Cooney v. United States, 218 F. Supp. 896 (D.N.J. 1963)
May 3, 1963
UNITED STATES of America and John E. Manning, Former Collector of Internal Revenue, Defendants.
United States District Court D. New Jersey.
*897 Crummy, Gibbons & O'Neill, by Daniel J. Moore, Newark, N. J., for plaintiff.
Louis F. Oberdorfer, Asst. Atty. Gen., Edward S. Smith, David A. Wilson, Jr., Robert F. Sama, Dept. of Justice, Washington, D. C., for defendants.
COOLAHAN, District Judge.
This is a suit for refund of certain estate taxes paid by the executors of the Estate of John R. Cooney. The case was tried before this Court without a jury.
John R. Cooney died testate on January 14, 1947 of diabetes. The joint executors of his estate were his daughter, Elizabeth M. Cooney and his son, Vincent W. Cooney.
For the greater part of his life decedent was associated with Igoe Brothers, Inc., Newark, N. J. In the fall of 1936 he underwent a series of operations for a prostate gland condition and shortly thereafter retired from business activity. During the period from 1936 until his death in 1947, the decedent made certain transfers to his children of stocks and bonds in both Igoe Brothers, Inc. and Eybro Realty Corporation. The bulk of these gifts were made through 1937 and 1938 and for each year appropriate gift tax returns were filed though no tax was due in 1937. The gifts were made to his children, Elizabeth, Frank and Vincent. He made no gift to his other living son, Raymond, ostensibly because of his intemperance. Further gifts were made by decedent to his three children in 1939, 1941, 1942 and 1946. Gift tax returns were filed for all of these except the 1946 transfers.
The decedent's will was drawn on December 30, 1938. (Joint Ex. 2.) The will provided for a $1,000.00 bequest to Raymond, with the major part of the estate to be divided equally among his other children, Elizabeth, Frank and Vincent.
The estate tax return was filed on May 13, 1948. (Joint Ex. 1.) Subsequent to the filing of the return the same was audited and examined. (Tr. 97.) Certain adjustments were proposed by the Internal Revenue Service which included in the taxable estate the transfers made prior to death and previously described. The grounds of these inclusions were asserted to be gifts made in contemplation of death under 26 U.S. C.A. § 811(c) (1) (A). After conferences with the attorney for the estate and the executors in September of 1950, a figure evidencing the total estate tax due was determined and set at $38,663.26, which figure was entered upon Form 870 on October 1, 1950. (Joint Ex. 5.) The attorney then representing the estate addressed a letter recognizing the amount due under this Form 870 agreement (Joint Ex. 4) and this deficiency was subsequently paid by the estate. Along with this Form 870 there was a valuation agreement regarding the Eybro Realty Corporation stocks and bonds and Igoe Brothers, Inc., securities. (Joint Ex. 6.)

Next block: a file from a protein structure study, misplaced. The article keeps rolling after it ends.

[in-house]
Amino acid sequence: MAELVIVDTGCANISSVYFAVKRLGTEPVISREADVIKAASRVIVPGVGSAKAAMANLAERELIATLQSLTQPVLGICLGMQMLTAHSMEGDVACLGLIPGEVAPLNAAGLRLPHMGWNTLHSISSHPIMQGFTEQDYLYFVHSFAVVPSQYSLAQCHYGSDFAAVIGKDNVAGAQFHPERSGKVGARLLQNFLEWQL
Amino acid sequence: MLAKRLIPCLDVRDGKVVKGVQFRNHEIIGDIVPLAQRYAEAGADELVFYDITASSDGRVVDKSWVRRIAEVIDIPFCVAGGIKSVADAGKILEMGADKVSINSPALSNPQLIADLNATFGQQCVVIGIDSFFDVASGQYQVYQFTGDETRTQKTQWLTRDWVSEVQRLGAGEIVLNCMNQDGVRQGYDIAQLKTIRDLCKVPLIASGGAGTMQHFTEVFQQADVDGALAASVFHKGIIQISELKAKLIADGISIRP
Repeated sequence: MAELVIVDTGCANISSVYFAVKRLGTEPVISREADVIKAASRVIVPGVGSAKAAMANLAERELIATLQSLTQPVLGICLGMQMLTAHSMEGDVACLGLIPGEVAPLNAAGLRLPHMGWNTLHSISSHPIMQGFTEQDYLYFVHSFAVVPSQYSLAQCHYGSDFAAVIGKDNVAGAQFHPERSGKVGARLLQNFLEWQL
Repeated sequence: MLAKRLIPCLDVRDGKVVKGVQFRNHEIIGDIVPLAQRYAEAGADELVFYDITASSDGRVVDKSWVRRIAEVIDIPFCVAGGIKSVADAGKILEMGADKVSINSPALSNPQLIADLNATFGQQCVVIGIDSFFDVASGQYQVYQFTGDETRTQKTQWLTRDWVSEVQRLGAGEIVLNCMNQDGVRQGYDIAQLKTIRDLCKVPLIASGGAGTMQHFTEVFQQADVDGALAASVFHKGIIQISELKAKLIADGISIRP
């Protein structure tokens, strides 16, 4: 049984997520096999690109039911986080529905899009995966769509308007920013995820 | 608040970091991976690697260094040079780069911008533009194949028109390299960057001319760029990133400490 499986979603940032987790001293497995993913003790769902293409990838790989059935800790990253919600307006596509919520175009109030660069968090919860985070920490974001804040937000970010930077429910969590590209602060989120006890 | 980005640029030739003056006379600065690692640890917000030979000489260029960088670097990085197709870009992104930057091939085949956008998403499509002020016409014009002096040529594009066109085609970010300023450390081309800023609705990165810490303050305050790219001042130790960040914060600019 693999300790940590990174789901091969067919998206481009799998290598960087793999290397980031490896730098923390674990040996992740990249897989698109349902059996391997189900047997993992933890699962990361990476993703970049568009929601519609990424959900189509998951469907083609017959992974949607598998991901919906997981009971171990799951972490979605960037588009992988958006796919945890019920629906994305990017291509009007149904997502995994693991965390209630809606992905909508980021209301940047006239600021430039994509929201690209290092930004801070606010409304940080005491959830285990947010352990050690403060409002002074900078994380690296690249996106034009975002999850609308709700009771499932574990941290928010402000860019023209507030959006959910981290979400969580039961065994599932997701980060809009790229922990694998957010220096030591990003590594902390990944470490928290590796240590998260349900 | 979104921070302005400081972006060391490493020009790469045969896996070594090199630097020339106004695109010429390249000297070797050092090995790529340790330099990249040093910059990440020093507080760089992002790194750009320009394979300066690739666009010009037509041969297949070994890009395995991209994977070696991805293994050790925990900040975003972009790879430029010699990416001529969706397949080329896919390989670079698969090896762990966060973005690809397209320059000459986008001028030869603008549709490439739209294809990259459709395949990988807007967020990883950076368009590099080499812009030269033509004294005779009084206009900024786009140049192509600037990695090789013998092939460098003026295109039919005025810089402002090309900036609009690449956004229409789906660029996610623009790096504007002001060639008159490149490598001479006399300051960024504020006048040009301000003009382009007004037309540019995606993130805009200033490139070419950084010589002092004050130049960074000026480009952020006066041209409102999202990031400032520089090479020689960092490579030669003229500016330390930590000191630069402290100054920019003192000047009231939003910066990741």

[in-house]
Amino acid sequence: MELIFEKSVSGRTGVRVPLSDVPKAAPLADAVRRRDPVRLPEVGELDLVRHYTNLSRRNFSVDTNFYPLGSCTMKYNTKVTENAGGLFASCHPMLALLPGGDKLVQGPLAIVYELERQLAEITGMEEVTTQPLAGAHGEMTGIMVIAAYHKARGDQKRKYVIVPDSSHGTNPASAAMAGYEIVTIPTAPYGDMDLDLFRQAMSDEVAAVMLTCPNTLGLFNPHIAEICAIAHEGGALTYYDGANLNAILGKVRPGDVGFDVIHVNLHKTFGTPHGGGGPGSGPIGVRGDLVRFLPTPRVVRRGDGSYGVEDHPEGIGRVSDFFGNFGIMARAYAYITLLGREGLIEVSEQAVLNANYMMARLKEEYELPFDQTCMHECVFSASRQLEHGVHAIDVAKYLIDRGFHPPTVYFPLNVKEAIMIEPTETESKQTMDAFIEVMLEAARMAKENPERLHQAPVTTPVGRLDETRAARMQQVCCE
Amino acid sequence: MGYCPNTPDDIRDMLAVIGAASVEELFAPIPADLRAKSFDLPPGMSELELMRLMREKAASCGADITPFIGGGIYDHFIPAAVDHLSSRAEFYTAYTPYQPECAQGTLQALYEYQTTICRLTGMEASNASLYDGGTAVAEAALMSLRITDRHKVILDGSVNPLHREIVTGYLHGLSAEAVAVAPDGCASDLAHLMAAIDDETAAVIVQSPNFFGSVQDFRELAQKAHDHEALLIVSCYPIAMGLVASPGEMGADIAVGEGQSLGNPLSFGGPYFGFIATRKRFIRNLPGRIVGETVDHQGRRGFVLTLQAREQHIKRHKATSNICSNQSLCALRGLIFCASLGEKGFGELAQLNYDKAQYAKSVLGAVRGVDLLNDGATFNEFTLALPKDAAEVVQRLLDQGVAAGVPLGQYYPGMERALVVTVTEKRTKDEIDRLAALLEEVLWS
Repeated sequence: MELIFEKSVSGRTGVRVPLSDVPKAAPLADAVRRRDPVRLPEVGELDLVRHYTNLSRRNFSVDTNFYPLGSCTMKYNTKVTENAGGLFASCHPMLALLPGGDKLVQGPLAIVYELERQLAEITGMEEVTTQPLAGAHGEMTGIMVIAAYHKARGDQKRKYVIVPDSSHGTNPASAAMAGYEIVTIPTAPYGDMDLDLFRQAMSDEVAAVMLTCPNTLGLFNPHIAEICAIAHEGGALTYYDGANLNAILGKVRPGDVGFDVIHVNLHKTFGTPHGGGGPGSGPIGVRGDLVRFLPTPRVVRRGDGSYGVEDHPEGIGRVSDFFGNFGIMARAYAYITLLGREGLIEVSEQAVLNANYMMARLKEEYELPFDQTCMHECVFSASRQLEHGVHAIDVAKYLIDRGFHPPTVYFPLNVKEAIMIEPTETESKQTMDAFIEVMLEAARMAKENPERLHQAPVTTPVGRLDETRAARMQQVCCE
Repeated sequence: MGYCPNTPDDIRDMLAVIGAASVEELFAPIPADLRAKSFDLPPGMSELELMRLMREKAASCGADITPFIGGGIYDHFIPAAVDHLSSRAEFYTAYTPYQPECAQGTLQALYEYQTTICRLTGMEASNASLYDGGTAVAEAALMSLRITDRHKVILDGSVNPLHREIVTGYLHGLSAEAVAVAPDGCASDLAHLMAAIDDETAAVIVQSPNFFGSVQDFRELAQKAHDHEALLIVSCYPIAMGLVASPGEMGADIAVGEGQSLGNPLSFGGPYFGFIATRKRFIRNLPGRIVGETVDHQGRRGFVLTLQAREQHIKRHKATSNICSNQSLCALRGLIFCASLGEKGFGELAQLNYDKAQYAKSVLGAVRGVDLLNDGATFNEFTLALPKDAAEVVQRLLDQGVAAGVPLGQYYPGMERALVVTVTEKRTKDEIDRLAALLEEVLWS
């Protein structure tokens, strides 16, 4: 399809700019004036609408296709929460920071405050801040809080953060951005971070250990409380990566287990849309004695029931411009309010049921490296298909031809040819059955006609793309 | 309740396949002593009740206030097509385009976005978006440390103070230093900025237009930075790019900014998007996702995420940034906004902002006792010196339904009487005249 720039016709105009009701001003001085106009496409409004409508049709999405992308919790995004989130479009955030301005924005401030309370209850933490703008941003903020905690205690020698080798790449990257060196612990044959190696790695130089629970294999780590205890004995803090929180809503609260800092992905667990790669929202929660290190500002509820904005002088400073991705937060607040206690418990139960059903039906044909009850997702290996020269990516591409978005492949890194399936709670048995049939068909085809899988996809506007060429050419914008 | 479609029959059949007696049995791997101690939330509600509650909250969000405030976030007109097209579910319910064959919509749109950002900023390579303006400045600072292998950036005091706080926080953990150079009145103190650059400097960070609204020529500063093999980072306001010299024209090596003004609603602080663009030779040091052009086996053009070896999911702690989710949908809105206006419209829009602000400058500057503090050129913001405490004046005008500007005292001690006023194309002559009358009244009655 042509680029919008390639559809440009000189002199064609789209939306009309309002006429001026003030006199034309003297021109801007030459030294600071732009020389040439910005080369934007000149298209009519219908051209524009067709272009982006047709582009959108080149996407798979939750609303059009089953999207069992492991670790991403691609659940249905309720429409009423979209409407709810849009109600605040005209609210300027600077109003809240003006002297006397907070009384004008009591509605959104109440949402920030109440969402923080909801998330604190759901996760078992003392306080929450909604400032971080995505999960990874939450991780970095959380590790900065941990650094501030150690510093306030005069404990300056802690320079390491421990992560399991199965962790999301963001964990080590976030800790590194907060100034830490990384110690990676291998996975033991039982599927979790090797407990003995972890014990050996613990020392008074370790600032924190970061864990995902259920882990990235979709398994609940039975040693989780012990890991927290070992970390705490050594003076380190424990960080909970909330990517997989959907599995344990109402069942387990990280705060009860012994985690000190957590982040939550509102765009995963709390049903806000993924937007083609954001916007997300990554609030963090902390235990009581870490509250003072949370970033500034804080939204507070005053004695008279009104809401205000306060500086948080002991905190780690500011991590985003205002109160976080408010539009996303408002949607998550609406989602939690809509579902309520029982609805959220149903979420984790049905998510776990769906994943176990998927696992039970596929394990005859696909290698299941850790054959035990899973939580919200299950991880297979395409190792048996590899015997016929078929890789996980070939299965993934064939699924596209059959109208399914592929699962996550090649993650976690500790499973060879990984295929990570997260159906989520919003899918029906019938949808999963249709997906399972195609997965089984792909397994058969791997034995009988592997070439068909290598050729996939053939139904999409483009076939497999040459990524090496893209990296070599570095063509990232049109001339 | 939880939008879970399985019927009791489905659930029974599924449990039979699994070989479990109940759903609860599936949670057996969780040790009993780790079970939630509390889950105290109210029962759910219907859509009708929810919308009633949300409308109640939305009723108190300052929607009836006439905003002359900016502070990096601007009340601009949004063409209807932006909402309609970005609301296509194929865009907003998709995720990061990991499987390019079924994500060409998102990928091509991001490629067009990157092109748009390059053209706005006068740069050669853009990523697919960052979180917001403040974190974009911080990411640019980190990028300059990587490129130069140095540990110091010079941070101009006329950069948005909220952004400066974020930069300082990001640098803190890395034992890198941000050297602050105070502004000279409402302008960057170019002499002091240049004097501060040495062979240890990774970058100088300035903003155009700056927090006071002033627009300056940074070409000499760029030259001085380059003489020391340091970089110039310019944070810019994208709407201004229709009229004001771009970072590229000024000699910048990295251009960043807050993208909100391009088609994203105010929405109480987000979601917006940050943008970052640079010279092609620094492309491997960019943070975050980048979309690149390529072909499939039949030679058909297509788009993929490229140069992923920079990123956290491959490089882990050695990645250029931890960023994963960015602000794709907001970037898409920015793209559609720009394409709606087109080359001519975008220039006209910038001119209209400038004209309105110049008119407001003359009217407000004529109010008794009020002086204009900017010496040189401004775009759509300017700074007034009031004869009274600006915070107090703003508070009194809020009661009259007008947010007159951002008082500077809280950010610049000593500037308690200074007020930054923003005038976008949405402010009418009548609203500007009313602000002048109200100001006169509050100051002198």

On October 9, 1953 the executors filed a claim for refund of this additional tax on the chief theory that the gifts taxed were not made in contemplation of death. (Ex. P-4.) At the time of the above claim for refund the statute of limitations had run against the Internal Revenue Service and hence no further assessment could have been made by that Department.
The United States has taken the position that the execution of Form 870 *898 under the circumstances as presented in the instant case presents a bar of equitable estoppel to the assertion of the executors' claim for refund. In support of their position they strongly rely upon the cases of Cain v. United States, 255 F.2d 193 (8th Cir. 1958) and Schneider v. Kelm, 137 F. Supp. 871 (D.Minn.) aff. 237 F.2d 721 (8th Cir. 1956). These cases support the theory of estoppel as alleged by the defendant. In Cain the Court stated: "* * * [W]e think it is sufficient to preclude a taxpayer from claiming refund, in relation to an executed settlement agreement, that the statute of limitations has run against the right of the Commissioner to deal with the situation further."
The above clearly fits the factual pattern of this case.
However, the view of the Eighth Circuit has not been uniformly accepted in all jurisdictions. As pointed out in the Cain case, in the dissenting opinion by Judge Van Oosterhout (255 F.2d at pp. 199-201), the majority of cases seem to take a contrary position. See Bennett v. United States, 231 F.2d 465 (7th Cir. 1956); Joyce v. Gentsch, 141 F.2d 891 (6th Cir. 1944) and Morris White Fashions, Inc., v. United States, 176 F. Supp. 760 (S.D.N.Y.1959).
The Third Circuit has considered a matter where there were similar factual contentions in Bank of New York v. United States, 170 F.2d 20 (3rd Cir. 1948). In that case it was held that an informal agreement to settle a disputed tax item which was never finalized in the prescribed manner under 26 U.S.C.A. § 3670 did not estop the taxpayer from seeking a refund. The Court relied on certain of the above cited cases and the decision in Botany Worsted Mills v. United States, 278 U.S. 282, 49 S. Ct. 129, 73 L. Ed. 379 (1929).